There are many effects of climate change on oceans. One of the main ones is an increase in ocean temperatures. More frequent marine heatwaves are linked to this. The rising temperature contributes to a rise in sea levels due to melting ice sheets. Other effects on oceans include sea ice decline, reducing pH values and oxygen levels, as well as increased ocean stratification. All this can lead to changes of ocean currents, for example a weakening of the Atlantic meridional overturning circulation (AMOC).[14] The main root cause of these changes are the emissions of greenhouse gases from human activities, mainly burning of fossil fuels. Carbon dioxide and methane are examples of greenhouse gases. The additional greenhouse effect leads to ocean warming because the ocean takes up most of the additional heat in the climate system.[15] The ocean also absorbs some of the extra carbon dioxide that is in the atmosphere. This causes the pH value of the seawater to drop.[16] Scientists estimate that the ocean absorbs about 25% of all human-caused CO2 emissions.[16]

The various layers of the oceans have different temperatures. For example, the water is colder towards the bottom of the ocean. This temperature stratification will increase as the ocean surface warms due to rising air temperatures.[17]: 471  Connected to this is a decline in mixing of the ocean layers, so that warm water stabilises near the surface. A reduction of cold, deep water circulation follows. The reduced vertical mixing makes it harder for the ocean to absorb heat. So a larger share of future warming goes into the atmosphere and land. One result is an increase in the amount of energy available for tropical cyclones and other storms. Another result is a decrease in nutrients for fish in the upper ocean layers. These changes also reduce the ocean's capacity to store carbon.[18] At the same time, contrasts in salinity are increasing. Salty areas are becoming saltier and fresher areas less salty.[19]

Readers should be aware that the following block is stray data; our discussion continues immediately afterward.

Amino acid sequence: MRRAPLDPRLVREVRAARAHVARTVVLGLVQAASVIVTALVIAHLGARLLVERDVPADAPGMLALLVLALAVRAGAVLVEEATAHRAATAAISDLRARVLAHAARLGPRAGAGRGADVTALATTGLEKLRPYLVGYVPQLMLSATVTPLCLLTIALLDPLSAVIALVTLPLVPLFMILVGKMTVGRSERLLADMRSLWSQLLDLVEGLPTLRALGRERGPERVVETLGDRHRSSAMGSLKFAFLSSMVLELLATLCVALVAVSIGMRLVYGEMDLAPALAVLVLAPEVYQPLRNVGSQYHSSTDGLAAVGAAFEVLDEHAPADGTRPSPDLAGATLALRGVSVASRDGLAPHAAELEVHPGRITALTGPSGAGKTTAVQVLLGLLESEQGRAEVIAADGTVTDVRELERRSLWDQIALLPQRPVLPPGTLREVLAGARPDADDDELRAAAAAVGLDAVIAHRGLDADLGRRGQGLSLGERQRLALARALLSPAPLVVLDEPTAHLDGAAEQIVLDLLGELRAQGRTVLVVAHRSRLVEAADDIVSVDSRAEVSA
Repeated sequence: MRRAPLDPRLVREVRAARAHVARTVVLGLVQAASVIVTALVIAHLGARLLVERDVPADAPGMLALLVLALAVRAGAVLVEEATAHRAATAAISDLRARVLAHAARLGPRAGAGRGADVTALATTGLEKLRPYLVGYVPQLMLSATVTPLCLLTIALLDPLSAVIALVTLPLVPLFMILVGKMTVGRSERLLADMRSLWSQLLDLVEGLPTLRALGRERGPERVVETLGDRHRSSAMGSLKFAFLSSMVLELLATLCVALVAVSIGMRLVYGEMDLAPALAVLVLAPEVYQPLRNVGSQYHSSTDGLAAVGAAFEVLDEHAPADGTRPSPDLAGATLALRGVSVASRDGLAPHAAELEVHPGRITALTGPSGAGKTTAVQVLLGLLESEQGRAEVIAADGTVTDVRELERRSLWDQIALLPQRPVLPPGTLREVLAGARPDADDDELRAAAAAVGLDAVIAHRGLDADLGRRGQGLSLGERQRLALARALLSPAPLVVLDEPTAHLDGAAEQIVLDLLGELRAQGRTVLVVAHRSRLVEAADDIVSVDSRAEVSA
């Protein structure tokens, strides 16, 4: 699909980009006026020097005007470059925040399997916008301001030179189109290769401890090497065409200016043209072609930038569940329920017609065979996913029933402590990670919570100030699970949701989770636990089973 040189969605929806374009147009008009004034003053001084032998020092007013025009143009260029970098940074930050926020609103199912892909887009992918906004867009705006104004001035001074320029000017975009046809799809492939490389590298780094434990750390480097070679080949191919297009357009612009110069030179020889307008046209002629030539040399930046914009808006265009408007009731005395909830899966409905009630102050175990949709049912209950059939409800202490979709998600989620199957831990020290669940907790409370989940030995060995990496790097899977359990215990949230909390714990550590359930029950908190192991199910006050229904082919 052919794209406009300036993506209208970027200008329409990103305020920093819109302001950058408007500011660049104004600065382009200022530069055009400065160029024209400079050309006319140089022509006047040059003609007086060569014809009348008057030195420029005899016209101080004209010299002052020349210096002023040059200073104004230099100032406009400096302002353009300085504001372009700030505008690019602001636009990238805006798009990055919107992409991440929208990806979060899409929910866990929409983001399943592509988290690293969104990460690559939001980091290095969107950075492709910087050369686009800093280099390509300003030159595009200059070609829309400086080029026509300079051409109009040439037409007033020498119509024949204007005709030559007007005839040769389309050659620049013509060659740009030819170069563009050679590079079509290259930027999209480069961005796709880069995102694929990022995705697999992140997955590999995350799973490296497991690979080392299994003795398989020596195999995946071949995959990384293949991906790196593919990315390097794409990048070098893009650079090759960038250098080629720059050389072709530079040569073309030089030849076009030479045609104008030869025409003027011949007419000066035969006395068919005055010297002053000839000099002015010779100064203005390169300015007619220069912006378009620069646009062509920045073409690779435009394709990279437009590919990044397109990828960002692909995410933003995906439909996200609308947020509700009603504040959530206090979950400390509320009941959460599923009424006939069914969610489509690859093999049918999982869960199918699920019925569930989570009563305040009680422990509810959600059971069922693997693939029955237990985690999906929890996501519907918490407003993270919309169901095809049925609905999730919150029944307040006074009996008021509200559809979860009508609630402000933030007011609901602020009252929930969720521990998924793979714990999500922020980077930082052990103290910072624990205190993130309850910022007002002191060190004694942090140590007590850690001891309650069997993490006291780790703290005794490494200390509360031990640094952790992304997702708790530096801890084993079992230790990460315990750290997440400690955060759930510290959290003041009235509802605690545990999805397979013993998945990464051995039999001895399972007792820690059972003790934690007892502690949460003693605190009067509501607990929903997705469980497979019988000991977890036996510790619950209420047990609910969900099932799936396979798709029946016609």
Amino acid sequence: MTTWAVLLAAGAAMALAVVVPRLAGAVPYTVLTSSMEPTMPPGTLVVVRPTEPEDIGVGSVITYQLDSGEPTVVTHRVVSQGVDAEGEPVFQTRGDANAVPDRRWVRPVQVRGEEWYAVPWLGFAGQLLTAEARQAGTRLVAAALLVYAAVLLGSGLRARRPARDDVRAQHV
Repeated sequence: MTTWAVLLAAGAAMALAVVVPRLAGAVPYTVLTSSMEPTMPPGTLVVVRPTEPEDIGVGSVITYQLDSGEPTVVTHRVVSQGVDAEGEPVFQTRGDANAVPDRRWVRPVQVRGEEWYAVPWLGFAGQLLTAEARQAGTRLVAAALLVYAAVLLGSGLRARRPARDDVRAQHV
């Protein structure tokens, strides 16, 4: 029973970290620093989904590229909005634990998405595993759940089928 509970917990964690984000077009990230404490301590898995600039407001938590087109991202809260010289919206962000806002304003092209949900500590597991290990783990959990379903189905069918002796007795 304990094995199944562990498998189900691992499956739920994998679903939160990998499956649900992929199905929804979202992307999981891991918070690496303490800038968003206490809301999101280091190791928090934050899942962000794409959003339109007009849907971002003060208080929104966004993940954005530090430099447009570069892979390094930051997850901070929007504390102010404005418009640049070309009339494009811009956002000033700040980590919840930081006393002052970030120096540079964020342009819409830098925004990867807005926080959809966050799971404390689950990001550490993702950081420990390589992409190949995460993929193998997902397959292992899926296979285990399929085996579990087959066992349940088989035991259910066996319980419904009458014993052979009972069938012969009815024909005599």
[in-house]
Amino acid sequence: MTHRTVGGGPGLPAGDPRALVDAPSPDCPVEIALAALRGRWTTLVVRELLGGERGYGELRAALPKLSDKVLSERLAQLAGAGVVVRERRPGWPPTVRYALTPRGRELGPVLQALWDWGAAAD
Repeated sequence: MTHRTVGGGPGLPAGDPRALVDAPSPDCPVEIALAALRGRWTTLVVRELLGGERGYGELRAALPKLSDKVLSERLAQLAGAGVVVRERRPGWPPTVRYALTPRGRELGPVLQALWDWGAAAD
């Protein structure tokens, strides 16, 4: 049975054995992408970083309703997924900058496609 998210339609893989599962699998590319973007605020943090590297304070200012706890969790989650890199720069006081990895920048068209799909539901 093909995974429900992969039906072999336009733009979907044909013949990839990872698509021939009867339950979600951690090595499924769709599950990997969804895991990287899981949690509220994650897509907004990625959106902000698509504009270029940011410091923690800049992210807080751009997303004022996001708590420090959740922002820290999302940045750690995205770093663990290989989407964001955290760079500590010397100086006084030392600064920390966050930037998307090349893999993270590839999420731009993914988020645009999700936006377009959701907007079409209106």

Greenhouse gas emissions

The fishing industry sector is a small contributor to greenhouse gas emissions overall but nevertheless there are options for reducing fuel use and greenhouse gas emissions.[7]: v  For example, about 0.5 percent of total global CO2 emissions in 2012 were caused by fishing vessels (including inland vessels): 172.3 million tonnes of CO2.[7] When looking at the aquaculture industry, it was estimated that 385 million tonnes of CO2 equivalent (CO2 e) were emitted in 2010. This equates to around 7 percent of the emissions from agriculture.[7]: v